As hurricanes go, Isaac was a middleweight.
He didn’t carry the knockout punch of heavyweights like Katrina, Rita, Gustav and Ike — or Betsy, Camille or Andrew.
What Isaac did was go 15 rounds with our state. He scored with a jab here, jab there, an occasional right hook, but, like most good middleweight boxers, when the fight was over we knew we’ve been in a fight, two black eyes and enough cuts and bruises to hurt for a long time.
Problem is the fight might not be over.
Folks around here continue to battle water, and more widespread floods than Katrina (certainly not more costly than flooding thousands of homes in the New Orleans area), and there’s more than enough tree-damaged homes, but that’s for news folks to sort out in the next days and weeks.
Outdoors concerns are that all the water in the Pontchartrain Basin, Isaac’s move over the Atchafalaya Spillway and the tidal surge into the coastal marshes will affect us for years.
That’s not to downplay effects of the storm on our fellow Louisianans, but Isaac will exact a price from fishermen and hunters, too.
While the early report from the Atchafalaya was that water levels were high and the water muddy, it’s the same report that surfaced in the first two days after Andrew and Gustav ravaged our country’s largest overflow swamp.
Remember 20 years ago when fish began floating in the Atchafalaya four days after Andrew passed. A week after Andrew’s departure, dead fish were everywhere, 175 million by state fisheries biologists’ estimates, and we were left with a huge hole in our recreational and commercial fishing adventures and ventures.
What’s little remembered from Andrew are the 7 million fish killed in the southern reaches of Vermilion Bay near Marsh Island.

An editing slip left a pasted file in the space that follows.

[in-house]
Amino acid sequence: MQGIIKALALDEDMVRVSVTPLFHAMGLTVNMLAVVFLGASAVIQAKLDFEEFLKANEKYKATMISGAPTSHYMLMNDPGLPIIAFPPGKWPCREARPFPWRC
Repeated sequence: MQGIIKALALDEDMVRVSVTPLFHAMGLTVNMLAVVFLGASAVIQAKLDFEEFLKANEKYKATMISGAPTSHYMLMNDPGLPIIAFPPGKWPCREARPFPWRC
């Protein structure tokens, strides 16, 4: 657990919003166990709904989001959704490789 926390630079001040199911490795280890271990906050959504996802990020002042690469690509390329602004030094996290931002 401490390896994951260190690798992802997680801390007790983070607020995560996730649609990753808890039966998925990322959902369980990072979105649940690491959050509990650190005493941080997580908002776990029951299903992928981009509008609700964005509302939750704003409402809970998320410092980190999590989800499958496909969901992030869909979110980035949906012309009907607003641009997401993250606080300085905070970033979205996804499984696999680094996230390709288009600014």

The best we can expect from Isaac would mimic Gustav’s trip up the Atchafalaya, a passage that left us with isolated fish kills and nothing resembling Andrew’s mauling.
After seeing his rain and winds forces at work, where Isaac will leave the deepest scars is east of the Mississippi River.
When rivers and streams from the Amite River east to the Pearl River (throughout the Florida Parishes) settle, we will see fish kills caused by rapidly increasing levels of low dissolved oxygen in the water.
And while Isaac wasn’t strong enough to destroy valuable wetlands, cypress-tupelo swamp, piney ridges and bottomland hardwood habitat like Katrina did, it lingered long enough to push saltwater into much-improved waterfowl habitat and displace enough resident wildlife to leave hunters wondering about this and future deer, squirrel, rabbit and waterfowl seasons.
And what nobody knows is what effects this first major storm after the BP-Deepwater Horizon oil disaster will have on our state. That could be Isaac’s biggest impact on our state’s environs.
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